Outside of work I’ve been looking for non-Sitecore things to experiement with recently, and my eye was caught by a bit of interesting game development technology. I came across a discussion of using code to generate game data with a technique called “Wavefunction Collapse”. It’s a simple concept, but it has some interesting results, so I thought I’d have a go at an implementation myself. Continue reading
After I presented at a couple of user groups recently, some people asked me about how I organised the video demos in my deck. It’s a question I’ve been asked a few times over the years, so I figured this might be a good time to answer it… Continue reading
Symposium 2019 seems a loooong time ago now – but it was only last November. Back then, I did a session on understanding the basics of Solr and SolrCloud to help Sitecore developers with their production deployments. Continue reading
I presented a session at the London and Manchester user groups recently, where I talked about what I needed to do in order to get started developing Sitecore code under Docker. Continue reading
While developers would love to avoid ever writing documentation or reports, it happens to us all. One of the most frustrating bits of this can be getting the formatting to work as you’d like in Word – and I got bitten by this recently. So, as a memory jogger for my future self, here’s how to deal with misbehaving heading numbers: Continue reading
This year, my talk at Sitecore Symposium was an introduction to deploying Solr for production use. It covered why you want SolrCloud, what you need to plan for it, and how you can go about installing it. Enough for a beginner to get from a blank Windows Server to running SolrCloud, and Sitecore configured to match.
If you missed my talk, or if you saw it and want to study it further, then you are in luck! Continue reading
Having spent some time deploying instances of Java for Solr servers recently, I came across two things that wasted my time. So… Continue reading
I love Let’s Encrypt. I’ve been using SSL for all my personal projects for years. Until they came along I was using self-signed certificates and manually adding my own root certificate to all the machines I was using my sites from. And that lead to some fun… So I moved eagerly to Let’s Encrypt when the tooling supported Windows reasonably well, and set myself up with a certificate with multiple SANs authenticated via their “HTTP proofs” mechanism, and it all worked fine, despite it being a bit of a pain that I had to expose port 80 for sites I only wanted accessible via port 443.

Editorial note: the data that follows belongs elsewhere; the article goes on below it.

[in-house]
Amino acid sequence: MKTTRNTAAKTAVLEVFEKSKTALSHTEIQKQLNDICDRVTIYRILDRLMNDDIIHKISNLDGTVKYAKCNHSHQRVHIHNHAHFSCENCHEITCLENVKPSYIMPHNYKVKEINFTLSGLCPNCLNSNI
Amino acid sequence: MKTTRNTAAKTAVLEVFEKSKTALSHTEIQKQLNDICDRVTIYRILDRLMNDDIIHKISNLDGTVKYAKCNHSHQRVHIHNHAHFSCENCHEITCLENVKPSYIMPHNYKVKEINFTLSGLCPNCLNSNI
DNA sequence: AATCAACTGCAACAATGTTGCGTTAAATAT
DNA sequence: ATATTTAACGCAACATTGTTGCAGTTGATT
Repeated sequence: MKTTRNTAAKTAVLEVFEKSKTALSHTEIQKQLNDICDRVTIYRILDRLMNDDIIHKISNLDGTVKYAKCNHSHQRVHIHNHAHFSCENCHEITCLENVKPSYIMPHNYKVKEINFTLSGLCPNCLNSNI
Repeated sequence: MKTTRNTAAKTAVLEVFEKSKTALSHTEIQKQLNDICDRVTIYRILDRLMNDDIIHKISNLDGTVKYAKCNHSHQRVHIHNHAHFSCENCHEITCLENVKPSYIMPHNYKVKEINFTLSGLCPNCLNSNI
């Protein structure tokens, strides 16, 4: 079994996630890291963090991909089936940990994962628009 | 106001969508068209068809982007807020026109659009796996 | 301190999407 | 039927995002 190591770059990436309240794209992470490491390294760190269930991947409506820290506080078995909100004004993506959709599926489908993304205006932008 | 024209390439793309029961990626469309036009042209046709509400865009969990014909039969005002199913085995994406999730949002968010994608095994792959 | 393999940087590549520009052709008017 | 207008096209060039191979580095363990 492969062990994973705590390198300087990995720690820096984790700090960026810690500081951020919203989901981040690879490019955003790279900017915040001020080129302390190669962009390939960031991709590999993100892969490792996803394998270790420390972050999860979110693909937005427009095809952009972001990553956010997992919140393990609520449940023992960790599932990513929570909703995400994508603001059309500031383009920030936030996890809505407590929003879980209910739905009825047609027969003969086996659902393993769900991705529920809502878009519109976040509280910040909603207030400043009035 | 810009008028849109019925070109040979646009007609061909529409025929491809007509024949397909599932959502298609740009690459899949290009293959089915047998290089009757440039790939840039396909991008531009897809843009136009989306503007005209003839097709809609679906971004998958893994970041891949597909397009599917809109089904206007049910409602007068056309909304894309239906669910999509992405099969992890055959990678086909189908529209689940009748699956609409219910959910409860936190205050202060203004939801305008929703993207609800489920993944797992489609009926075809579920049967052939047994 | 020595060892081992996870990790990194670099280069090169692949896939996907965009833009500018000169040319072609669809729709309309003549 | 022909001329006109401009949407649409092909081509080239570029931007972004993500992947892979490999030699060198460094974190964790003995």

But I realised recently that they now offer wildcard certs that would make my life simpler, and that there is now decent support for DNS-based proof-of-ownership. So recently I tried moving my server over to this model – and there was a bit of friction. Entirely PEBCAK though – so I’m writing this down for the next time I forget how DNS works 😉 Continue reading
I was asked to do some configuration on a remote computer recently, and discovered that the security-concious network admins had locked down the ability for me to share my local computer’s files with the server via RDP and the ability to get to services like OneDrive. I had a collection of config files I had been asked to deploy, and manually creating each file on the server and copying over its contents seemed like a lot of hassle. So I tried a trick with PowerShell to make my life easier… Continue reading
A couple of times recently, I’ve found myself needing to deploy files that come wrapped in a
.tar.gz archive onto servers. On your desktop that’s not too much of a problem – you just run the installer for your preferred 3rd party tool, or maybe use the new Unixy shell and you get on with it. But on client servers security can be higher and you don’t always get the option to run any old installer. So I needed an alternative… Continue reading